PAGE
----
If you’re a Jason Kahn fan, the past few months have been cause for celebration (though perhaps your bank manager might disagree): in addition to the splendid Vanishing Point on 23five, he’s inaugurated Bill Ashline’s Celadon label with Ryu Hankil (Circles), teamed up with Richard Francis on another new label to watch, Monochrome Vision, and returned to Creative Sources with Olivia Block, Ulrich Krieger and Mark Trayle (Timelines Los Angeles) – not forgetting a pair of fine free downloads, Room to Room at Compost and Height and Stimmen over at Bagatellen (RIP). And there’s this rematch with Asher – their Vista was one of the most enjoyable releases on the and/OAR label last year. If you’re expecting me to come down in favour of one particular album, think again: they’re all good. But if you’re prepared to take the time and accept that there aren’t likely to be any nasty surprises (this is Kahn, not Karkowski), Planes’ assemblage of pale analogue synthesizer drone and drizzle and ever-so-discreet field recordings (birdsong and children’s voices are identifiable, but, as is often the case with Asher’s music, much remains mysterious) is a rewarding listening experience. And a moving one – there’s something melancholy about this music, a late autumn / early winter feel of grey skies, bare branches and dead leaves trodden underfoot. Hard to imagine listening to it sitting by a swimming pool on a hot summer’s day with a long cool drink.
Un public assistait le 26 septembre 2008 à l’Axiom Gallery de Boston à un concert de Jason Kahn et Asher. Le premier jouait du synthétiseur analogique et le second enregistrait en direct et procédait à des feedbacks.
Il se peut que l’un des membres de ce public ait eu les yeux fermés pour mieux chercher à savoir non pas d’où mais de quand provenaient les bruits qu’il entendait : sur un buzz au timbre chaleureux, il repérait des cris provenant d’un jardin d’enfants, le bruit fait par le mouvement des pales d’un hélicoptère, des preuves sonores de l’existence des fantômes, ou encore des cloches et des souffles de différentes sortes.
Tous ces sons gravitant autour de l’esthétique mise en place par Kahn et Asher ; tous ces sons gravitant depuis combien de temps déjà? Et lorsque le même membre du public tombera sur le disque enregistré à l’occasion de cette soirée, un indice lui sera donné, son titre : Planes. Fallait-il y entendre des micros déposés sur les carlingues ? Le monde à l’envers et l’Axiom Gallery en plein ciel?
The overall depth and the level of interior summoning-up typical of Kahn and Asher’s work – recently savoured thanks to their Vista on And/OAR – is confirmed by this CD. The fruit of a September 2008 performance at Boston’s Axiom Gallery, Planes rewards abundantly, highlighting the respective personalities throughout a soundscape where nothing sounds blissful, the sun is persistently obscured but nevertheless life continues one way or another, as demonstrated by the recurring voices of children at play appearing like miniature ghosts amidst menacingly clattering drones and insidious diffusions of breath-hindering substances, generated by Kahn’s analogue synthesizer and (mostly) bowed and scraped percussion. Asher, credited with “recording and playback devices”, is in all probability responsible for the patina of hiss and just perceivable underground noise, fusing his own research – which as always moves around the coordinates of metropolitan unrest – with Kahn’s eliciting of encrusted upper partials in measured crescendos smoothed by soft cymbal touches and elusive percussive strokes.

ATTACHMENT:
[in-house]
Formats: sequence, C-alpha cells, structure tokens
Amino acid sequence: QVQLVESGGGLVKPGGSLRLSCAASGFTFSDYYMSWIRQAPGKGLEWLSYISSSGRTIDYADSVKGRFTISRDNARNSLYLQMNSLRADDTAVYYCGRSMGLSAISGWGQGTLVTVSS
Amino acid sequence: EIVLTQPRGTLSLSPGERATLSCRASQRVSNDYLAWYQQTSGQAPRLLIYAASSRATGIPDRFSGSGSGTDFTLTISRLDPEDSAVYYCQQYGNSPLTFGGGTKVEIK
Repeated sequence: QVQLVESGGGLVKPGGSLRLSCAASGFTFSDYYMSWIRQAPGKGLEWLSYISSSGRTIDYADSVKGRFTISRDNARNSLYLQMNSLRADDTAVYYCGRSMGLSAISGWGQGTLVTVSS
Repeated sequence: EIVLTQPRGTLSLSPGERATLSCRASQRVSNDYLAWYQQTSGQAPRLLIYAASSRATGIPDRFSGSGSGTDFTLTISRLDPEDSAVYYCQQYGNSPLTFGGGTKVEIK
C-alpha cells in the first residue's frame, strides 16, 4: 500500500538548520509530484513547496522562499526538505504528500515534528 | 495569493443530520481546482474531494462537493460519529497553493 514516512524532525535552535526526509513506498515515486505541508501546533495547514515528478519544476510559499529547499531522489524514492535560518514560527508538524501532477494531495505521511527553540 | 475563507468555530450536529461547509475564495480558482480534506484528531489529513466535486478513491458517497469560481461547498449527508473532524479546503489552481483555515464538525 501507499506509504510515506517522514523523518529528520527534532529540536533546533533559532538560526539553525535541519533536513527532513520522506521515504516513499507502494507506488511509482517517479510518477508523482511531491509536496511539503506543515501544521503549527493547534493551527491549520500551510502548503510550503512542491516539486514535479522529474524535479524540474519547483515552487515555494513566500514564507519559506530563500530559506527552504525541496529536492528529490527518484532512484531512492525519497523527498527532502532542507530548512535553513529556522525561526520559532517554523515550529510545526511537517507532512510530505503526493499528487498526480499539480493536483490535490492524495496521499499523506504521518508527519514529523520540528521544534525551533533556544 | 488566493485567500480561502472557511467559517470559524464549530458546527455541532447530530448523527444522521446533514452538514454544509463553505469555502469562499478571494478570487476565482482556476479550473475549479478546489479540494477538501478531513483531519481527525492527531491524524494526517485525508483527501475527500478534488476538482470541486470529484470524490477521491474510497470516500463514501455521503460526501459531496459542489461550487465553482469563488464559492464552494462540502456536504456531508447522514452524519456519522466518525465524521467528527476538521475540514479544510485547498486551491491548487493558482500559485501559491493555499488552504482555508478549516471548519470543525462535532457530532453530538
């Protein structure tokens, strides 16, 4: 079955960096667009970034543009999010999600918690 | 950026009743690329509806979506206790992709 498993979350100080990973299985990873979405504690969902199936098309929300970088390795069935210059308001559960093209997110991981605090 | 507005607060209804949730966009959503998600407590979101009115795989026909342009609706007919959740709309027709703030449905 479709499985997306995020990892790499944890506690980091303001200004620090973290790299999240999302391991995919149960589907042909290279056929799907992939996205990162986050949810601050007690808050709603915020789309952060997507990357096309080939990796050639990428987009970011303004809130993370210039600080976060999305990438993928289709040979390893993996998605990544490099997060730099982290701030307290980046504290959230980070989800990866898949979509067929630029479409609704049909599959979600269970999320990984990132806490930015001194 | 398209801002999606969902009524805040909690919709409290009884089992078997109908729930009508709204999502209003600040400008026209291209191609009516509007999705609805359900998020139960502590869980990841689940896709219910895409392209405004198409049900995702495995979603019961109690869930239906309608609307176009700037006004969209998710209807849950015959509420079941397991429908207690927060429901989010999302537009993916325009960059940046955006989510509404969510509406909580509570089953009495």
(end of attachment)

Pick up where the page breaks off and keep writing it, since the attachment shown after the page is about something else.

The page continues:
Certain artists try to constantly surprise – at the risk of repeated slip-ups – to offer something “new” to the listener. This diligent pair belongs to the opposite category: explorers so confident in what they’re doing, eager to exploit the whole extent of the field of action down to the tiniest component, that individuating alien elements in the music becomes an impossible task. And, as every human knows, we feel better when the likelihood of a satisfying outcome is there, a sure thing when these gentlemen are involved.
It has suddenly turned very cold here, absolutely freezing as I walked home tonight, I wouldn’t be surprised to wake tomorrow and find a scattering of snow on the floor. I have to be up early, so I am going to try and write about the album I’ve been listening to today in less words than usual. Let’s see if I can manage it.